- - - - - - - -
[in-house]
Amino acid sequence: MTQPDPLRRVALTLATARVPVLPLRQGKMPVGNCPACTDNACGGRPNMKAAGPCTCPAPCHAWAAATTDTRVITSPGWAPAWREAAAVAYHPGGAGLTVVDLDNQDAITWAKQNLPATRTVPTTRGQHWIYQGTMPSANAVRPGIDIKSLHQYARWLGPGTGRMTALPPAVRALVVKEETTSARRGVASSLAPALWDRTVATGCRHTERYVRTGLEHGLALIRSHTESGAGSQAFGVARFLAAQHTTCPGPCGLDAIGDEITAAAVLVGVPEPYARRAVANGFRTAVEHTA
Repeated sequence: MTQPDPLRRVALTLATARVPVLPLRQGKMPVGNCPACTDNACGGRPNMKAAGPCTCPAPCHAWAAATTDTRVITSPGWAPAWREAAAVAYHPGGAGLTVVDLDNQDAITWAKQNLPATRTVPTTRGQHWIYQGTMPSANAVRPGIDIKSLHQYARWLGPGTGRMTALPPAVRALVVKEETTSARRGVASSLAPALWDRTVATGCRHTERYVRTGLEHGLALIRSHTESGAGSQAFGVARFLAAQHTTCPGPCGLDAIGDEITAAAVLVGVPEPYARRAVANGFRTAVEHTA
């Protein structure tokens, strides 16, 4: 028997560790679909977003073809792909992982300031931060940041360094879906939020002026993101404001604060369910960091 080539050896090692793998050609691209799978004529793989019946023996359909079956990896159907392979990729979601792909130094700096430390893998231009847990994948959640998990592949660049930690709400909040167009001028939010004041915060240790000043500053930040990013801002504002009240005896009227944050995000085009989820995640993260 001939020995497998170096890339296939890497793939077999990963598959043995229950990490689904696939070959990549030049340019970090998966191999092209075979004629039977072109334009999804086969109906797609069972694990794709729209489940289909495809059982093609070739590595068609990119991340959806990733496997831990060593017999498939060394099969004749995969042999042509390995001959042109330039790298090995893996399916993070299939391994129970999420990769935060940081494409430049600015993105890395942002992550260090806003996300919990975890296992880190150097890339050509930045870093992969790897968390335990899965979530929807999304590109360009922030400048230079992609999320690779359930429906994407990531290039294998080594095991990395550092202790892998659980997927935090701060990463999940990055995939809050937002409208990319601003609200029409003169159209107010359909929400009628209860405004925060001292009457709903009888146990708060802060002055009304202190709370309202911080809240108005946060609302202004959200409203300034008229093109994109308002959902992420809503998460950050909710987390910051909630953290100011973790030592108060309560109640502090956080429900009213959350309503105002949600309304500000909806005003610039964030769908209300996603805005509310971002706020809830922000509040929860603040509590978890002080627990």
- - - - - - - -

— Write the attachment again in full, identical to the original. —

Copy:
[in-house]
Amino acid sequence: MTQPDPLRRVALTLATARVPVLPLRQGKMPVGNCPACTDNACGGRPNMKAAGPCTCPAPCHAWAAATTDTRVITSPGWAPAWREAAAVAYHPGGAGLTVVDLDNQDAITWAKQNLPATRTVPTTRGQHWIYQGTMPSANAVRPGIDIKSLHQYARWLGPGTGRMTALPPAVRALVVKEETTSARRGVASSLAPALWDRTVATGCRHTERYVRTGLEHGLALIRSHTESGAGSQAFGVARFLAAQHTTCPGPCGLDAIGDEITAAAVLVGVPEPYARRAVANGFRTAVEHTA
Repeated sequence: MTQPDPLRRVALTLATARVPVLPLRQGKMPVGNCPACTDNACGGRPNMKAAGPCTCPAPCHAWAAATTDTRVITSPGWAPAWREAAAVAYHPGGAGLTVVDLDNQDAITWAKQNLPATRTVPTTRGQHWIYQGTMPSANAVRPGIDIKSLHQYARWLGPGTGRMTALPPAVRALVVKEETTSARRGVASSLAPALWDRTVATGCRHTERYVRTGLEHGLALIRSHTESGAGSQAFGVARFLAAQHTTCPGPCGLDAIGDEITAAAVLVGVPEPYARRAVANGFRTAVEHTA
């Protein structure tokens, strides 16, 4: 028997560790679909977003073809792909992982300031931060940041360094879906939020002026993101404001604060369910960091 080539050896090692793998050609691209799978004529793989019946023996359909079956990896159907392979990729979601792909130094700096430390893998231009847990994948959640998990592949660049930690709400909040167009001028939010004041915060240790000043500053930040990013801002504002009240005896009227944050995000085009989820995640993260 001939020995497998170096890339296939890497793939077999990963598959043995229950990490689904696939070959990549030049340019970090998966191999092209075979004629039977072109334009999804086969109906797609069972694990794709729209489940289909495809059982093609070739590595068609990119991340959806990733496997831990060593017999498939060394099969004749995969042999042509390995001959042109330039790298090995893996399916993070299939391994129970999420990769935060940081494409430049600015993105890395942002992550260090806003996300919990975890296992880190150097890339050509930045870093992969790897968390335990899965979530929807999304590109360009922030400048230079992609999320690779359930429906994407990531290039294998080594095991990395550092202790892998659980997927935090701060990463999940990055995939809050937002409208990319601003609200029409003169159209107010359909929400009628209860405004925060001292009457709903009888146990708060802060002055009304202190709370309202911080809240108005946060609302202004959200409203300034008229093109994109308002959902992420809503998460950050909710987390910051909630953290100011973790030592108060309560109640502090956080429900009213959350309503105002949600309304500000909806005003610039964030769908209300996603805005509310971002706020809830922000509040929860603040509590978890002080627990």